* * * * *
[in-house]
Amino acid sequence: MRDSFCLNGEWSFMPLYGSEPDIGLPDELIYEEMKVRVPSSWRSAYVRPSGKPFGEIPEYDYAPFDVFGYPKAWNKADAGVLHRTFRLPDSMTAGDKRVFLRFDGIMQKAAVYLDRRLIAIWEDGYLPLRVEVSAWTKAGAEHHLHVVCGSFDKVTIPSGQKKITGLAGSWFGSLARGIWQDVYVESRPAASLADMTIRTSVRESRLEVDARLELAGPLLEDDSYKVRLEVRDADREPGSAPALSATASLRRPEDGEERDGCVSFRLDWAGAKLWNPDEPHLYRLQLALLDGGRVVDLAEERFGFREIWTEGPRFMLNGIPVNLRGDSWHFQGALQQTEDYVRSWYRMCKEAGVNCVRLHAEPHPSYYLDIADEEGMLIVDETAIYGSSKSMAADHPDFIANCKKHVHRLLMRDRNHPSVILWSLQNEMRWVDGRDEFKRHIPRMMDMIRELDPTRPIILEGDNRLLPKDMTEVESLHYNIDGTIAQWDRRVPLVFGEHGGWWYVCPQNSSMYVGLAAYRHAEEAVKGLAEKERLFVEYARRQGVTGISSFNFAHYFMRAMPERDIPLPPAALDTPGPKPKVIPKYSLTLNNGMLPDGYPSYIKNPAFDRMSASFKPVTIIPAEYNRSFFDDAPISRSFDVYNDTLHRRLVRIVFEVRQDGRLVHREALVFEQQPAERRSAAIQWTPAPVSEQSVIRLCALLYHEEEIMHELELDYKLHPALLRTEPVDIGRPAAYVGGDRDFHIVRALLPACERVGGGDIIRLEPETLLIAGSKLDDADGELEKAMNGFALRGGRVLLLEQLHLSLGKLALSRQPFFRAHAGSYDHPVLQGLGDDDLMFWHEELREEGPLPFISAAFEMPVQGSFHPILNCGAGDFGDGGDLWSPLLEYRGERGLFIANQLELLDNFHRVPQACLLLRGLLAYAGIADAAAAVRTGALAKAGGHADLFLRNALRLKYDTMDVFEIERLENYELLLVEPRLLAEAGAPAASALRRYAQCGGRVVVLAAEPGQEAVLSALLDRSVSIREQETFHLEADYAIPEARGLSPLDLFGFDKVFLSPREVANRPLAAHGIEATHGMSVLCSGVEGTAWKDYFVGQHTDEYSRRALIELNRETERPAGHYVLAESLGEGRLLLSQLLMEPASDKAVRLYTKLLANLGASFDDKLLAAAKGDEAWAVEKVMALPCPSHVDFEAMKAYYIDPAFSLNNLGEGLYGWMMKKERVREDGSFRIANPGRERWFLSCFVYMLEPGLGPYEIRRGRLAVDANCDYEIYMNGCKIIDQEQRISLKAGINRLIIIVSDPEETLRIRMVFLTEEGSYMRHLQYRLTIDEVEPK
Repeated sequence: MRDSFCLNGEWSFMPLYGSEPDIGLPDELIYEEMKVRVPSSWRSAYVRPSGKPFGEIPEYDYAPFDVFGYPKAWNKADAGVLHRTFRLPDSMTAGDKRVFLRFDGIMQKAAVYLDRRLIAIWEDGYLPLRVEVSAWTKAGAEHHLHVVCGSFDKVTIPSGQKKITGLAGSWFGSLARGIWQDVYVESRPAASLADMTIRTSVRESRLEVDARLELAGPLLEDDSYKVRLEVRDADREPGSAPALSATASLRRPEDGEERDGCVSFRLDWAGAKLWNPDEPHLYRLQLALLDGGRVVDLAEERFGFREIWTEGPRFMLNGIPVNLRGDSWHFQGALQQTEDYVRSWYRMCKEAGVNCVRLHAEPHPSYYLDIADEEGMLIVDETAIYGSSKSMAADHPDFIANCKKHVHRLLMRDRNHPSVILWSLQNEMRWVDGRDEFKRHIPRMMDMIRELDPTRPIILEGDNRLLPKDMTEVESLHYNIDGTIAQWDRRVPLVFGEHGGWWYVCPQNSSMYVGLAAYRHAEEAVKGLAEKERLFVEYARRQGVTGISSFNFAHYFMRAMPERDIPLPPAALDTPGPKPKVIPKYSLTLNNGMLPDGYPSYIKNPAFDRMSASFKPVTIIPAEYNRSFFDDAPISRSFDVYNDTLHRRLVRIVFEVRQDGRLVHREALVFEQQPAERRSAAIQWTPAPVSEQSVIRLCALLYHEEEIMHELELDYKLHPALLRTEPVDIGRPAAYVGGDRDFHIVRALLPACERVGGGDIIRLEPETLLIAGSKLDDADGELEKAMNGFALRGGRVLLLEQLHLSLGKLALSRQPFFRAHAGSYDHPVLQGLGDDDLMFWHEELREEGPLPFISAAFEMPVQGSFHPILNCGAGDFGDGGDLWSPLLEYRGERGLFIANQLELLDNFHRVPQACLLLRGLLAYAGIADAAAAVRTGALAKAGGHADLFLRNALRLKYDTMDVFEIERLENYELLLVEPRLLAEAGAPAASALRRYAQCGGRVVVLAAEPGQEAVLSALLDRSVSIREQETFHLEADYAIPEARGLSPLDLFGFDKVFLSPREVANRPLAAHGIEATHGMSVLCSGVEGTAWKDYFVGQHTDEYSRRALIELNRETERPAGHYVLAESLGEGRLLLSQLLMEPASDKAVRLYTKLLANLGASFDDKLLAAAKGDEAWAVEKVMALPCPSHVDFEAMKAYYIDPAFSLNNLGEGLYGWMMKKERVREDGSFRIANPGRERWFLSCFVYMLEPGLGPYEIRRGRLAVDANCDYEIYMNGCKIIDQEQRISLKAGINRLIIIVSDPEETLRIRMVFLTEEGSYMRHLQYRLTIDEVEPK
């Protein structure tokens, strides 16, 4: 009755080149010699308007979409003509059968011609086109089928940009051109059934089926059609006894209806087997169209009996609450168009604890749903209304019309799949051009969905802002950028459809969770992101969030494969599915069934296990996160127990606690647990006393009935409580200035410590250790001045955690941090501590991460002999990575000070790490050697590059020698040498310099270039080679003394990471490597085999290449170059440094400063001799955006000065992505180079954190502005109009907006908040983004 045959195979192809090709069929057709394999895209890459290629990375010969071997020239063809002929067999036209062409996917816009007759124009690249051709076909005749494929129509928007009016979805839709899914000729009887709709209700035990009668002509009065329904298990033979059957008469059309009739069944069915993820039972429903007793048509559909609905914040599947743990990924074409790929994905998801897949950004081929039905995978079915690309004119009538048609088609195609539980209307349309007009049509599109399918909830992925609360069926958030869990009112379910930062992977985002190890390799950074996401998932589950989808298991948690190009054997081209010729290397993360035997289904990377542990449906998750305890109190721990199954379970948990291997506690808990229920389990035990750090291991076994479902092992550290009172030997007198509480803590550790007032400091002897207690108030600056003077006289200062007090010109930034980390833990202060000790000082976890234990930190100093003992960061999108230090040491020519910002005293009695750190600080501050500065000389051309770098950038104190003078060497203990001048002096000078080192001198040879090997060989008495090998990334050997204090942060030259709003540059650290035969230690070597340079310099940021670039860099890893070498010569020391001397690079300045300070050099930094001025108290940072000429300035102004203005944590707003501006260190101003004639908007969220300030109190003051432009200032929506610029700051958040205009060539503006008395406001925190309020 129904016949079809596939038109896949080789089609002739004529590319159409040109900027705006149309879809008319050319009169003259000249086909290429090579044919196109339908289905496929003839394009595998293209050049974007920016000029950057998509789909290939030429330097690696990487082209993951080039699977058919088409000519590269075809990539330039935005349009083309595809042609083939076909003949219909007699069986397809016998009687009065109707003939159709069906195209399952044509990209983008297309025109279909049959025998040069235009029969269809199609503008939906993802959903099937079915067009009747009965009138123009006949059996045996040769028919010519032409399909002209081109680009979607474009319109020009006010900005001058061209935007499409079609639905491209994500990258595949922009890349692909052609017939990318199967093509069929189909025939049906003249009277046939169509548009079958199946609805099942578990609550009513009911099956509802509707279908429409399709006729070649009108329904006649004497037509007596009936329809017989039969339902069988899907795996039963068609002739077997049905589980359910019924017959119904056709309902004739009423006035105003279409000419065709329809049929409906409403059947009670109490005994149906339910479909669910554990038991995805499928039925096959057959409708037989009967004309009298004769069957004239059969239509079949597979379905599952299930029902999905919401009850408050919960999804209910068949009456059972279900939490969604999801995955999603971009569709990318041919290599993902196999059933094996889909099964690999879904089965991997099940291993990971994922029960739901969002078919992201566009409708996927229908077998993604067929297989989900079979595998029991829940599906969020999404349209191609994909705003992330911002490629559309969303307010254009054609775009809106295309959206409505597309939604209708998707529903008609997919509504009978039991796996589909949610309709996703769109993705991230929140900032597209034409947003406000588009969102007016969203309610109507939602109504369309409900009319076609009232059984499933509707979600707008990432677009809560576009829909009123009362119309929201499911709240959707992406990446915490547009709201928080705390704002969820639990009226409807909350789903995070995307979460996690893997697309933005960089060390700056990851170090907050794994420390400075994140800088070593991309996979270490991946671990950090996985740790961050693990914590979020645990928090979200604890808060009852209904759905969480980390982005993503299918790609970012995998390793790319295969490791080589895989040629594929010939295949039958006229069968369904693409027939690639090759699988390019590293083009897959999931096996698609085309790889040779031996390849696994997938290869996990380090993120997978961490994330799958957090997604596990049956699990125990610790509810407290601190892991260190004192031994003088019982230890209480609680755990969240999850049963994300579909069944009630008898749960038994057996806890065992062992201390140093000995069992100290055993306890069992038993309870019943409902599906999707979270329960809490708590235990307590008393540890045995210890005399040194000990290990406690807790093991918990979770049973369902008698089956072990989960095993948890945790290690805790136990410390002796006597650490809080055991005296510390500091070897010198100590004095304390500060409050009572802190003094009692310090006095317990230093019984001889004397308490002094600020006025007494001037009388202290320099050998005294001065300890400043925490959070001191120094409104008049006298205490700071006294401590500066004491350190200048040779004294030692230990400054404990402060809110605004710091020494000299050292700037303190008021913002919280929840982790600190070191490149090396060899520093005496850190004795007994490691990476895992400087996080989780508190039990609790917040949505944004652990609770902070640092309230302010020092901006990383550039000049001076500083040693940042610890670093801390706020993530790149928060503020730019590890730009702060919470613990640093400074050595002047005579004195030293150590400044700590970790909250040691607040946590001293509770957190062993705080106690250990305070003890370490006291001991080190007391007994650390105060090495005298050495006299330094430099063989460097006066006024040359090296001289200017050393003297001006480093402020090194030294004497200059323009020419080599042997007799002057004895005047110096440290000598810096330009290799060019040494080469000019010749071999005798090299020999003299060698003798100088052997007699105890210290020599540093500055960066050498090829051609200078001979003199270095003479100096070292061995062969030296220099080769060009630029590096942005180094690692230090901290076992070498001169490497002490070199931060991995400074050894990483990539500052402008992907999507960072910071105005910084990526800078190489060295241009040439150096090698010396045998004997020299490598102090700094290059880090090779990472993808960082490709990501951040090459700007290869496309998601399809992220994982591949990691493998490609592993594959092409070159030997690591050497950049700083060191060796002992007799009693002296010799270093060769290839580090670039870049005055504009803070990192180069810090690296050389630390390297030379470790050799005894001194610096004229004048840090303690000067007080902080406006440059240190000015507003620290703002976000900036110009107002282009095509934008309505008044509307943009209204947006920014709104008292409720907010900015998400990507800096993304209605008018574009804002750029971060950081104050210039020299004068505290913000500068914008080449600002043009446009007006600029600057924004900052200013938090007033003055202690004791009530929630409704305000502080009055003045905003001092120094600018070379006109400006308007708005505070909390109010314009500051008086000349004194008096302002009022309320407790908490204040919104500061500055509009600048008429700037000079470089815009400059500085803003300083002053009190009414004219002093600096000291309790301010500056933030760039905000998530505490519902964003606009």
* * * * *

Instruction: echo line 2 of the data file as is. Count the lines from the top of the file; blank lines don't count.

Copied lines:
Amino acid sequence: MRDSFCLNGEWSFMPLYGSEPDIGLPDELIYEEMKVRVPSSWRSAYVRPSGKPFGEIPEYDYAPFDVFGYPKAWNKADAGVLHRTFRLPDSMTAGDKRVFLRFDGIMQKAAVYLDRRLIAIWEDGYLPLRVEVSAWTKAGAEHHLHVVCGSFDKVTIPSGQKKITGLAGSWFGSLARGIWQDVYVESRPAASLADMTIRTSVRESRLEVDARLELAGPLLEDDSYKVRLEVRDADREPGSAPALSATASLRRPEDGEERDGCVSFRLDWAGAKLWNPDEPHLYRLQLALLDGGRVVDLAEERFGFREIWTEGPRFMLNGIPVNLRGDSWHFQGALQQTEDYVRSWYRMCKEAGVNCVRLHAEPHPSYYLDIADEEGMLIVDETAIYGSSKSMAADHPDFIANCKKHVHRLLMRDRNHPSVILWSLQNEMRWVDGRDEFKRHIPRMMDMIRELDPTRPIILEGDNRLLPKDMTEVESLHYNIDGTIAQWDRRVPLVFGEHGGWWYVCPQNSSMYVGLAAYRHAEEAVKGLAEKERLFVEYARRQGVTGISSFNFAHYFMRAMPERDIPLPPAALDTPGPKPKVIPKYSLTLNNGMLPDGYPSYIKNPAFDRMSASFKPVTIIPAEYNRSFFDDAPISRSFDVYNDTLHRRLVRIVFEVRQDGRLVHREALVFEQQPAERRSAAIQWTPAPVSEQSVIRLCALLYHEEEIMHELELDYKLHPALLRTEPVDIGRPAAYVGGDRDFHIVRALLPACERVGGGDIIRLEPETLLIAGSKLDDADGELEKAMNGFALRGGRVLLLEQLHLSLGKLALSRQPFFRAHAGSYDHPVLQGLGDDDLMFWHEELREEGPLPFISAAFEMPVQGSFHPILNCGAGDFGDGGDLWSPLLEYRGERGLFIANQLELLDNFHRVPQACLLLRGLLAYAGIADAAAAVRTGALAKAGGHADLFLRNALRLKYDTMDVFEIERLENYELLLVEPRLLAEAGAPAASALRRYAQCGGRVVVLAAEPGQEAVLSALLDRSVSIREQETFHLEADYAIPEARGLSPLDLFGFDKVFLSPREVANRPLAAHGIEATHGMSVLCSGVEGTAWKDYFVGQHTDEYSRRALIELNRETERPAGHYVLAESLGEGRLLLSQLLMEPASDKAVRLYTKLLANLGASFDDKLLAAAKGDEAWAVEKVMALPCPSHVDFEAMKAYYIDPAFSLNNLGEGLYGWMMKKERVREDGSFRIANPGRERWFLSCFVYMLEPGLGPYEIRRGRLAVDANCDYEIYMNGCKIIDQEQRISLKAGINRLIIIVSDPEETLRIRMVFLTEEGSYMRHLQYRLTIDEVEPK